The Wreck of the St Martin de Porres [25]

By David Winkworth

Jervis Bay – been for a paddle from Honeymoon Bay around to Target Beach recently? Yes? Have you noticed the grey rusting wreck high and dry on the rocks of Longnose Point?

I first saw this vessel last February on a Club weekend get-together at Honeymoon Bay. The wreck was then much closer to the water and in better condition than she (notice how we prefer to address inanimate objects in the feminine gender… sorry girls, no letters please) is now.

Norm Sanders, Gillian Cross and I paddled in to the small beach nearby and walked out to the wreck. All deck and below deck structures and fittings have been removed and a gaping hole in the side of the ship led us to speculate on the events that of the “St. Martin de Porres”.

On return home I began ringing Jervis Bay authorities in an attempt to find out more on the vessel’s history. The Federal Police had the answers for me:

The “St. Martin de Porres” began it’s life as a backyard project of some 8 to 10 years. It had been on the water for a few years before coming to rest at Longnose Point. Motive power came from an auxiliary engine only and it’s gaff rigged sails…. the clue here being that vessels with this sail rig really only sail well downwind.

Anyway, in Christmas 1994 the owner and 4 of his grown children set out on a three hour cruise (a three hour cruise???). They ventured outside the heads of Sydney Harbour with strong NE wind blowing. A length of rope fouled the propeller leaving them pretty well at the mercy of the wind with their limited sail choice. They carried no radio. So they sailed south and were spotted off Jervis Bay, with a V sheet (distress) up by another yacht. This craft radioed the Jervis Bay Water Police for them and they were towed in to HMAS Creswell. During the tow, visbility decreased to several hundred metres due to a storm.

At HMAS Creswell, the prop was cleared of the fouling rope and they left Jervis Bay to return to Sydney one evening just before midnight to ‘catch’ a forecast southerly home to Sydney.

Whether they turned left too early or encountered difficulties is not clear – the were not familiar with the area – but they were blown onto the rocks near Target Beach soon after midnight. They were not noticed until midday the next day – remember they carried no radio. Fortunately no-one was injured. The “St. Martin de Porres” was not insured.

OK, what’s the message for sea kayakers from this incident. Simply this: Spend time in your boat. Develop paddling skills to be able to handle all reasonably expected sea and weather conditions. Carry appropriate safety gear.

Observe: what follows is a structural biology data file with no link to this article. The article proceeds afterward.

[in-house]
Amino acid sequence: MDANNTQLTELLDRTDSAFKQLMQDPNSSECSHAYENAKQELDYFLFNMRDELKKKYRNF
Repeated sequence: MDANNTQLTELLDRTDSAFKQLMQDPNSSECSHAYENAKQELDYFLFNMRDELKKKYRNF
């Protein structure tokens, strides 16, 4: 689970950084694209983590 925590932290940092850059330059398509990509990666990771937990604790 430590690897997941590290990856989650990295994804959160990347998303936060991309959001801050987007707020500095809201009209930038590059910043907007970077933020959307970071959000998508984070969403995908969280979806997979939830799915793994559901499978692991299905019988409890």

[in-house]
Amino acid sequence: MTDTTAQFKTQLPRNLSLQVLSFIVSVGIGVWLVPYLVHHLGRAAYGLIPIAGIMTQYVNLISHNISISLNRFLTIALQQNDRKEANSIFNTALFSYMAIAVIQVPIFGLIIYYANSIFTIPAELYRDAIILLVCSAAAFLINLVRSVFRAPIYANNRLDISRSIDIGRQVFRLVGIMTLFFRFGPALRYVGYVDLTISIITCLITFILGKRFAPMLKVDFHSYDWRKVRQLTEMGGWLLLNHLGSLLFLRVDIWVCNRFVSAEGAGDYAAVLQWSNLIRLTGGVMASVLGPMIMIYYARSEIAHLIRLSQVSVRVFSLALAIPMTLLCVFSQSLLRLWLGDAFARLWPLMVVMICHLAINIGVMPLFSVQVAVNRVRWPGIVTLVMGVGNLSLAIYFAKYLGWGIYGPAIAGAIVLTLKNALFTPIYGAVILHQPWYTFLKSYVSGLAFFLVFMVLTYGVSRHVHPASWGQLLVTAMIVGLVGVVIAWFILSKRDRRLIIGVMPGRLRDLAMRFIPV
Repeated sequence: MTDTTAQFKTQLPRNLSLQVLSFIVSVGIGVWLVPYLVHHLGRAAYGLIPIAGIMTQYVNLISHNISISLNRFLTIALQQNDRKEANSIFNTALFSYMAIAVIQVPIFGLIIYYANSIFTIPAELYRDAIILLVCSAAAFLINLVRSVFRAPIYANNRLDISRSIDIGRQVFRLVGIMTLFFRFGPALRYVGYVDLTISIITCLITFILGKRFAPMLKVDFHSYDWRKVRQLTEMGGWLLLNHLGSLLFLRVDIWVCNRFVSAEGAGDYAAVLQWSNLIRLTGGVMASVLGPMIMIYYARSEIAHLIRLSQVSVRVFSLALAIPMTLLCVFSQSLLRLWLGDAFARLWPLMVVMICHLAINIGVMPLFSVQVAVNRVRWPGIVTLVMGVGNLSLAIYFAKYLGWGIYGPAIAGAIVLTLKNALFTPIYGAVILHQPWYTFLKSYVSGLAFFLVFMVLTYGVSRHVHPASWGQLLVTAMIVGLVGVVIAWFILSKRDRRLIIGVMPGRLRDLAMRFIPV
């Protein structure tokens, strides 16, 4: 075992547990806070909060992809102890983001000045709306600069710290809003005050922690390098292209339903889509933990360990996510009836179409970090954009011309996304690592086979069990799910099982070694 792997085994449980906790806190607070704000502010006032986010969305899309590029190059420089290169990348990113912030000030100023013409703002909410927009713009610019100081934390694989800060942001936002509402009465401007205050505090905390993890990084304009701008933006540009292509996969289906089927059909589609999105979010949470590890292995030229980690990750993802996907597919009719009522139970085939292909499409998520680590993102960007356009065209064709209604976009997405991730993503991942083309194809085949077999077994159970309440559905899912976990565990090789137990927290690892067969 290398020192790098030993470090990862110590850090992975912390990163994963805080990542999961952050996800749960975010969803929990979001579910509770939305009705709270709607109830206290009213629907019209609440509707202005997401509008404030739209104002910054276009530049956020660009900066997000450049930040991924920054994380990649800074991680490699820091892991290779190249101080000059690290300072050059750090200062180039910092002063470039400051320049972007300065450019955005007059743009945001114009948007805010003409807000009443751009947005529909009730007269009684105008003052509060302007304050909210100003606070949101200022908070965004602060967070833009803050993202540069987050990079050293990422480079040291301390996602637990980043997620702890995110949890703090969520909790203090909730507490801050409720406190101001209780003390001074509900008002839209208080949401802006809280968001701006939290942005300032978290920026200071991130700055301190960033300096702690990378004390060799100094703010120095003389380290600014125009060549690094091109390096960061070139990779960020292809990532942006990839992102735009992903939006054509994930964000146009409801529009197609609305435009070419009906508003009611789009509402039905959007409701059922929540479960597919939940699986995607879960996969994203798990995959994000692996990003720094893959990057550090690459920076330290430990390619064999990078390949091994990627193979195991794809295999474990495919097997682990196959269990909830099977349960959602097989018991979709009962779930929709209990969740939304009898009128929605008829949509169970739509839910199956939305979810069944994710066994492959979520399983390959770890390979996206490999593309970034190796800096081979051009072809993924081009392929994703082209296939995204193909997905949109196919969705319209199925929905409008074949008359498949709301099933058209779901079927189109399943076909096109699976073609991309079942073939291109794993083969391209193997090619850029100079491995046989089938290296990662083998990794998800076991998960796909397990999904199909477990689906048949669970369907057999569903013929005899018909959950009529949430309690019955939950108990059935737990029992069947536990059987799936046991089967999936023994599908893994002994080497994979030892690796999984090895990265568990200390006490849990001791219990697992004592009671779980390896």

Bad Day at Tuross Bar [25]

By Mark Pearson

Saturday 27 May 1995

… and this was serious. The wind was now starting to pick up as the tidal current eased. Out to sea the horizon was lumpy – the sou’wester was in full cry out there. Less than three kilometres and I was heading that way. A terrible looking place. I began shivering again as I struggled to keep my position draped over the upturned kayak; After forty minutes of immersion, the 17 degree water was making it’s intentions clear. Blood was now in full retreat leaving grey white limbs.

I gazed hopefully at the distant shoreline – was that a figure on One-Tree Point? I again lifted the paddle into the air and waved it wearily. Was I too far out to be seen? I guessed I was now at least eight hundred metres out. Chris Soutter’s parting word’s kept ringing in my ears ‘Hope you come back in one piece’. Yeah Chris, maybe a cold dead piece. But how did I get into this mess anyway……..

I had paddled the Dancer once before on Lake Burley Griffin in February, accompanying Chris while he test-paddled my Seafarer. I rolled her three times – the first after unintentionally capsizing while lean turning (farewell yet another pair of Glarefoils!), and the second to show Chris, who was relatively new to kayaking, the basic technique. She was the easiest boat I had ever rolled, and to prove this my third roll was just a wide sweep and lay-back with no hip-flick. Up she came. This was cheating, I told Chris – what a boat he had to learn on.

When Chris kindly offered to lend me the Dancer for the weekend I jumped at the chance. I’d seen Gary Edmond and Co. surfing in white-water boats at Coledale and, in their expert hands at least, it looked fun. So I loaded the family and kayaks and headed for Tuross Heads, where I normally go for a paddle with Norm Sanders. On this particular day Norm was applying his powerful physique to repairing a friend’s roof, so I would have to surf alone. At 11 am I took my wife Kerrie, three year old son and two of our host’s children to the sheltered Caravan Beach which adjoins the two hundred metre wide Tuross River bar. It was a fine but cool day of about 15C.